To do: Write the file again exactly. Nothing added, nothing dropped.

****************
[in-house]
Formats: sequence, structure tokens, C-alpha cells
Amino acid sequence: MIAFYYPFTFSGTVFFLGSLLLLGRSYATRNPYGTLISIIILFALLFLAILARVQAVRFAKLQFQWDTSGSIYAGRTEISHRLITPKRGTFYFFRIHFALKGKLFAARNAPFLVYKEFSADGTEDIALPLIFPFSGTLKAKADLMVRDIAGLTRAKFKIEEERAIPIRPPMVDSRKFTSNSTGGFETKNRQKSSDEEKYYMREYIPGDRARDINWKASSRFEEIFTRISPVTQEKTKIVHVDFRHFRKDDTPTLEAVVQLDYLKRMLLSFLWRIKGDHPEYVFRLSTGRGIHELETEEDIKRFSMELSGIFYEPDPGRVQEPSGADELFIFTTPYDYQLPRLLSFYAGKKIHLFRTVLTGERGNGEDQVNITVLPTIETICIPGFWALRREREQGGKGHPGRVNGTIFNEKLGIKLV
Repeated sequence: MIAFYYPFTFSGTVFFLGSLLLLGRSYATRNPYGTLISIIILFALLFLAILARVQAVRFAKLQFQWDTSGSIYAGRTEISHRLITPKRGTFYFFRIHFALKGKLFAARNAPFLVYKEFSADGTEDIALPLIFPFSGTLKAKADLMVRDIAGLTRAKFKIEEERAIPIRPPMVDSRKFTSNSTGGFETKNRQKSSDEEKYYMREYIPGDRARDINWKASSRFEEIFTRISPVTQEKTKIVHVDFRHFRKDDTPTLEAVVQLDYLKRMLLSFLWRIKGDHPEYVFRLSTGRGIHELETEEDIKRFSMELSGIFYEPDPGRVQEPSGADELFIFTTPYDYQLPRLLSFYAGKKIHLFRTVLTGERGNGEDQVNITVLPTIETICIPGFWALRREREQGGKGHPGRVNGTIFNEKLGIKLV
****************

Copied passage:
[in-house]
Formats: sequence, structure tokens, C-alpha cells
Amino acid sequence: MIAFYYPFTFSGTVFFLGSLLLLGRSYATRNPYGTLISIIILFALLFLAILARVQAVRFAKLQFQWDTSGSIYAGRTEISHRLITPKRGTFYFFRIHFALKGKLFAARNAPFLVYKEFSADGTEDIALPLIFPFSGTLKAKADLMVRDIAGLTRAKFKIEEERAIPIRPPMVDSRKFTSNSTGGFETKNRQKSSDEEKYYMREYIPGDRARDINWKASSRFEEIFTRISPVTQEKTKIVHVDFRHFRKDDTPTLEAVVQLDYLKRMLLSFLWRIKGDHPEYVFRLSTGRGIHELETEEDIKRFSMELSGIFYEPDPGRVQEPSGADELFIFTTPYDYQLPRLLSFYAGKKIHLFRTVLTGERGNGEDQVNITVLPTIETICIPGFWALRREREQGGKGHPGRVNGTIFNEKLGIKLV
Repeated sequence: MIAFYYPFTFSGTVFFLGSLLLLGRSYATRNPYGTLISIIILFALLFLAILARVQAVRFAKLQFQWDTSGSIYAGRTEISHRLITPKRGTFYFFRIHFALKGKLFAARNAPFLVYKEFSADGTEDIALPLIFPFSGTLKAKADLMVRDIAGLTRAKFKIEEERAIPIRPPMVDSRKFTSNSTGGFETKNRQKSSDEEKYYMREYIPGDRARDINWKASSRFEEIFTRISPVTQEKTKIVHVDFRHFRKDDTPTLEAVVQLDYLKRMLLSFLWRIKGDHPEYVFRLSTGRGIHELETEEDIKRFSMELSGIFYEPDPGRVQEPSGADELFIFTTPYDYQLPRLLSFYAGKKIHLFRTVLTGERGNGEDQVNITVLPTIETICIPGFWALRREREQGGKGHPGRVNGTIFNEKLGIKLV